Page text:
Norfolk is traffic counting for light rail expansion

13News Now Jemie Lee explains what HRT is doing to determine route for the light rail extension is the most viable.

NORFOLK, Va. (WVEC) -- If you drive through the city of Norfolk a lot, you may have noticed sets of black tubes running across several streets.

It turns out, they are part of the light-rail extension study that's being conducted on the west side of the city. 

See Also: Route options to extend light rail to Naval Station Norfolk

Traffic counters have been placed in eight spots along two potential routes to Naval Station Norfolk. They're on Hampton Boulevard, Monticello Avenue, Granby Street, Church Street, and Fenchurch Street.

"What we're doing is trying to figure out how many cars a day, trucks and buses and other vehicles are using those streets. We want to know what is the current traffic volume and the future year volume. Is there capacity there to handle sharing the road with the tracks for the trains as well as the vehicular traffic that will be there in the future?" HRT Chief of Planning and Development Ray Amoruso told us.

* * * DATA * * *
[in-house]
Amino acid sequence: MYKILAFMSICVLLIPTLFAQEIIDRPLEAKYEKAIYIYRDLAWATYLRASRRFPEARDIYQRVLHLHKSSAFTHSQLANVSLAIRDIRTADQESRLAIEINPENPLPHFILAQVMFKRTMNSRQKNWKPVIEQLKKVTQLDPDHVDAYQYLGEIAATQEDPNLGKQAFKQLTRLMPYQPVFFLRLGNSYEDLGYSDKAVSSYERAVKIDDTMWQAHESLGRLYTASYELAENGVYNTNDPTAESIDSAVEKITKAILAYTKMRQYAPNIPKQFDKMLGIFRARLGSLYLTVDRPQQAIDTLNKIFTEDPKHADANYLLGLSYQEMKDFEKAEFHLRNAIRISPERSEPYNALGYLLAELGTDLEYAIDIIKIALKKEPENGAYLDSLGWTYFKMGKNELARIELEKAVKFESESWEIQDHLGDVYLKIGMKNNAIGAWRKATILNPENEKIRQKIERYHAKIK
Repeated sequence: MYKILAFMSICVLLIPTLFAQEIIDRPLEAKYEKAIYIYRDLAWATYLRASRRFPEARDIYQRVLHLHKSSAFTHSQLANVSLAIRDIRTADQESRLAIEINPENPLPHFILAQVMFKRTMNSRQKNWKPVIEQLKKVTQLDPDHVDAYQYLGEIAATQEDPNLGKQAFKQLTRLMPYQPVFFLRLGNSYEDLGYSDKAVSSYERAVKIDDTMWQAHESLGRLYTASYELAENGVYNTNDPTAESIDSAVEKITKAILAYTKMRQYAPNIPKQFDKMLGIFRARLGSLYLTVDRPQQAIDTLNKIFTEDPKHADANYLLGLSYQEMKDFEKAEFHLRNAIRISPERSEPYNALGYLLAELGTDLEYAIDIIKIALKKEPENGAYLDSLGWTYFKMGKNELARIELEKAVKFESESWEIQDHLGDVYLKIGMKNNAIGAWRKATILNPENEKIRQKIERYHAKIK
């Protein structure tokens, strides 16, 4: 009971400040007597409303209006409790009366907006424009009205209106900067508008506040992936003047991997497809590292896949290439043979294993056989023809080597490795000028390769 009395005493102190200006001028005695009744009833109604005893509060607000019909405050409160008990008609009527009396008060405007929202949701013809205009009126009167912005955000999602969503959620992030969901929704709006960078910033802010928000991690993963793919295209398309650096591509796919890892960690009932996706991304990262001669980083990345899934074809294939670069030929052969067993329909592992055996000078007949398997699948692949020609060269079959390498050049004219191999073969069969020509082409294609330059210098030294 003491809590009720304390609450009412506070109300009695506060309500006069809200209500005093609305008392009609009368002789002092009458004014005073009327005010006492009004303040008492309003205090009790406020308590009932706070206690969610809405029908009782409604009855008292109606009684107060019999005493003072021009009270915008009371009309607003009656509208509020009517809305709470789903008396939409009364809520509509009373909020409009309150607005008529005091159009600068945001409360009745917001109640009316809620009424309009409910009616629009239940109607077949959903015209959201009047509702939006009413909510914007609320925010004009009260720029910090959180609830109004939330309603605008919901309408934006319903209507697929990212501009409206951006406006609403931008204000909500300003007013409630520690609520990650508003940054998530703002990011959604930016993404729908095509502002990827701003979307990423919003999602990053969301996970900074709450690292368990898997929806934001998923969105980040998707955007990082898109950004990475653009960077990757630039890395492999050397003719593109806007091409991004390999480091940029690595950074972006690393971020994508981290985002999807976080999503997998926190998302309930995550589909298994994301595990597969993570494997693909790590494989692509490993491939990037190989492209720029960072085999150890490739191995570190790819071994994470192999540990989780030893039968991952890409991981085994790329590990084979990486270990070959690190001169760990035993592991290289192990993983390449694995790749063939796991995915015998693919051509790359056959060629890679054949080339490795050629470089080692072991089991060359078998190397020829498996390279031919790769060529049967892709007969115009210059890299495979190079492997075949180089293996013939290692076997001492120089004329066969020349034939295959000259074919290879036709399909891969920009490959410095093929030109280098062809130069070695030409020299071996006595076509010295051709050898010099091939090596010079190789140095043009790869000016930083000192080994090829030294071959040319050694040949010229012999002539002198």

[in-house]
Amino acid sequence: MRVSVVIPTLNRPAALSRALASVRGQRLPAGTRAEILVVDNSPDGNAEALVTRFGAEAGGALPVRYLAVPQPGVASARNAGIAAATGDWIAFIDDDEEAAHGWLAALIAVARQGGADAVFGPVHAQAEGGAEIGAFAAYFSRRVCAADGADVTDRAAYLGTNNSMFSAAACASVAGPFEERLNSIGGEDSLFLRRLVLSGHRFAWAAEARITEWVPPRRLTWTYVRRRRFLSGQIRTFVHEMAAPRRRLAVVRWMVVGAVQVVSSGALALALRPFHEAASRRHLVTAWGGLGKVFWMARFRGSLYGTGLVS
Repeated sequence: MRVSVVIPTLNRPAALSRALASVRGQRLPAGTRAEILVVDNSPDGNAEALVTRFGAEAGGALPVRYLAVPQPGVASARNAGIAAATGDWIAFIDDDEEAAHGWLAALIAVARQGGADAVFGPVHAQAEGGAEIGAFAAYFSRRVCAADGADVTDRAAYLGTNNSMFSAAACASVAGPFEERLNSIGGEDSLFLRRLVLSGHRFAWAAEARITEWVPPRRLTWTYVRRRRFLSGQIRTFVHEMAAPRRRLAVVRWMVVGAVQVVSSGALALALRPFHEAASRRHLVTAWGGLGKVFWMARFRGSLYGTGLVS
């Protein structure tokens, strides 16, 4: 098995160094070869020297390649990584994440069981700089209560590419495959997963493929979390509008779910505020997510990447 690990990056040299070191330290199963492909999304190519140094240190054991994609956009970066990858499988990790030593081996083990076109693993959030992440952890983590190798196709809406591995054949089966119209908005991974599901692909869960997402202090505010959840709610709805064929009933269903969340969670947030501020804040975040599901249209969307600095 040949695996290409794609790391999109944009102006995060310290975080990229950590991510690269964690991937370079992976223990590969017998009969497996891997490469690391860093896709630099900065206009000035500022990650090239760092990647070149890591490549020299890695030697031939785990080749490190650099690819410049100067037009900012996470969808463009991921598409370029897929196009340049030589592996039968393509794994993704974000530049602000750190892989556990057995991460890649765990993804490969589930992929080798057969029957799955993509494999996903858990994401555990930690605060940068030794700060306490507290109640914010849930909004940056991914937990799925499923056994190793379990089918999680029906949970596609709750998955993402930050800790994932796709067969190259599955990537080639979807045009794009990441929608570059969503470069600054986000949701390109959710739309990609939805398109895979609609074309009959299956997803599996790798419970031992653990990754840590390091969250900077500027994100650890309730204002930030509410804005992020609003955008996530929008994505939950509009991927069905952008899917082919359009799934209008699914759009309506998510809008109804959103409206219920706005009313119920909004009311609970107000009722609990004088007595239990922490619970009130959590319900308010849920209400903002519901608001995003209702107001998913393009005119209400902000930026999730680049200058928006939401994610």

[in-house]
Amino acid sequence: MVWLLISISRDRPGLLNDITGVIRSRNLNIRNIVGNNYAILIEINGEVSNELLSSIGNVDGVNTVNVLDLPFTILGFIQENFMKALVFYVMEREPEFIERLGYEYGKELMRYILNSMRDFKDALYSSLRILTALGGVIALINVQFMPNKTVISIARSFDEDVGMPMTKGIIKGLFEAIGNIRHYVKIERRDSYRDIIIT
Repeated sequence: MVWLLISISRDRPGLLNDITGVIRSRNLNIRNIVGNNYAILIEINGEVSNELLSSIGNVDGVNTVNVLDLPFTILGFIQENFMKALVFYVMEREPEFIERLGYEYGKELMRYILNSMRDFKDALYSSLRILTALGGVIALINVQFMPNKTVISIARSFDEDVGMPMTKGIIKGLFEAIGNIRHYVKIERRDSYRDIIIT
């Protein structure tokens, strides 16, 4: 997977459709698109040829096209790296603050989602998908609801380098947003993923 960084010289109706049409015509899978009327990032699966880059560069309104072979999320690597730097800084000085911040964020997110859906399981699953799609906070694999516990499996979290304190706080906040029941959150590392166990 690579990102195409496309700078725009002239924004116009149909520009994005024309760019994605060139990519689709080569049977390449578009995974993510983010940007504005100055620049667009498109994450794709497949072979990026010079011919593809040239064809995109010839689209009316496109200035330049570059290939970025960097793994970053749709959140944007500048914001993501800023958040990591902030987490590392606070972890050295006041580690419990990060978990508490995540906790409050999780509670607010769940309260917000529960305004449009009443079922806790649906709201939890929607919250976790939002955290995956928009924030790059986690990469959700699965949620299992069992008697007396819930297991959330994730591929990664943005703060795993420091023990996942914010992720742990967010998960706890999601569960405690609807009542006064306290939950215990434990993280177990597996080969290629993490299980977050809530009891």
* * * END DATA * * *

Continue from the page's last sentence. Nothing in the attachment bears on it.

Hampton Roads Transit is also examining environmental issues, and costs. City leaders hope to pick one route by Spring 2018.

But the work doesn't stop there.

HRT will then have to conduct another study which would compare the latest study to a study conducted in 2015. The study in 2015 endorsed a route on the east side of the city. It would run along Military Hwy.

City council would then have to pick the east alternative or the west alternative.

"These projects take a long time. Six to eight years is what we're talking about from today before you possibly can ride something," Amoruso said.

That may sound like a long time, but HRT officials say that is normal for big projects like this. It took 10 years of planning before the Tide was ready for service in Downtown Norfolk.

Amoruso says right-of-way acquisitions shouldn't be a problem as HRT is looking to build the light rail tracks in the public right of way.

"There is very little right-of-way needed except where park and rides will be located or where station platforms will be built."

© 2017 WVEC-TV


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